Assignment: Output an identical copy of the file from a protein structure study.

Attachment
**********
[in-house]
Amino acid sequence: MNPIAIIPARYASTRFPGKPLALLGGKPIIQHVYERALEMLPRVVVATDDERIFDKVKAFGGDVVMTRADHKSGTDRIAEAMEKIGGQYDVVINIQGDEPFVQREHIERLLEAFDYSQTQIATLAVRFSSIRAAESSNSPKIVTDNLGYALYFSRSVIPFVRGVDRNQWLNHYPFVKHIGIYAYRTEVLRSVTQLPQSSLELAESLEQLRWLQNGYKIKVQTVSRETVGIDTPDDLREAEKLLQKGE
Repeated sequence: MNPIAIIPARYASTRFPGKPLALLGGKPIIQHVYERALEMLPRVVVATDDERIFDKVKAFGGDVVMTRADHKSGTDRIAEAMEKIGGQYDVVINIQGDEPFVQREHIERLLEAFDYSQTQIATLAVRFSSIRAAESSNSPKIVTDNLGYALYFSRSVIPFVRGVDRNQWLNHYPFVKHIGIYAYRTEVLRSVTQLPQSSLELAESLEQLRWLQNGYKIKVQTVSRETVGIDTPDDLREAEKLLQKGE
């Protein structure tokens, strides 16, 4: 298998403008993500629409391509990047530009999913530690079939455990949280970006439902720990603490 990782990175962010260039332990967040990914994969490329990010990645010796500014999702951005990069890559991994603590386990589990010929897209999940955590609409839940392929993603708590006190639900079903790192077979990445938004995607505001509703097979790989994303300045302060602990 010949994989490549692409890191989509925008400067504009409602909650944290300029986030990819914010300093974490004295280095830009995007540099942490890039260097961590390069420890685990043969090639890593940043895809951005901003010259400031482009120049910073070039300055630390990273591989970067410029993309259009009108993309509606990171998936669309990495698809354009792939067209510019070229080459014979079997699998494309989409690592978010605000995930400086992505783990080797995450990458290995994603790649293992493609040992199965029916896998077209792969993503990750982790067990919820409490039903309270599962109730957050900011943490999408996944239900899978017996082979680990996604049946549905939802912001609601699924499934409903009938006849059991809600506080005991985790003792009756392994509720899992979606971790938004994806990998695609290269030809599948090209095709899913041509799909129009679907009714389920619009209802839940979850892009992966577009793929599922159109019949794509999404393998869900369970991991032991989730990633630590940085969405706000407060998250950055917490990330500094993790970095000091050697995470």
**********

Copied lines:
[in-house]
Amino acid sequence: MNPIAIIPARYASTRFPGKPLALLGGKPIIQHVYERALEMLPRVVVATDDERIFDKVKAFGGDVVMTRADHKSGTDRIAEAMEKIGGQYDVVINIQGDEPFVQREHIERLLEAFDYSQTQIATLAVRFSSIRAAESSNSPKIVTDNLGYALYFSRSVIPFVRGVDRNQWLNHYPFVKHIGIYAYRTEVLRSVTQLPQSSLELAESLEQLRWLQNGYKIKVQTVSRETVGIDTPDDLREAEKLLQKGE
Repeated sequence: MNPIAIIPARYASTRFPGKPLALLGGKPIIQHVYERALEMLPRVVVATDDERIFDKVKAFGGDVVMTRADHKSGTDRIAEAMEKIGGQYDVVINIQGDEPFVQREHIERLLEAFDYSQTQIATLAVRFSSIRAAESSNSPKIVTDNLGYALYFSRSVIPFVRGVDRNQWLNHYPFVKHIGIYAYRTEVLRSVTQLPQSSLELAESLEQLRWLQNGYKIKVQTVSRETVGIDTPDDLREAEKLLQKGE
């Protein structure tokens, strides 16, 4: 298998403008993500629409391509990047530009999913530690079939455990949280970006439902720990603490 990782990175962010260039332990967040990914994969490329990010990645010796500014999702951005990069890559991994603590386990589990010929897209999940955590609409839940392929993603708590006190639900079903790192077979990445938004995607505001509703097979790989994303300045302060602990 010949994989490549692409890191989509925008400067504009409602909650944290300029986030990819914010300093974490004295280095830009995007540099942490890039260097961590390069420890685990043969090639890593940043895809951005901003010259400031482009120049910073070039300055630390990273591989970067410029993309259009009108993309509606990171998936669309990495698809354009792939067209510019070229080459014979079997699998494309989409690592978010605000995930400086992505783990080797995450990458290995994603790649293992493609040992199965029916896998077209792969993503990750982790067990919820409490039903309270599962109730957050900011943490999408996944239900899978017996082979680990996604049946549905939802912001609601699924499934409903009938006849059991809600506080005991985790003792009756392994509720899992979606971790938004994806990998695609290269030809599948090209095709899913041509799909129009679907009714389920619009209802839940979850892009992966577009793929599922159109019949794509999404393998869900369970991991032991989730990633630590940085969405706000407060998250950055917490990330500094993790970095000091050697995470």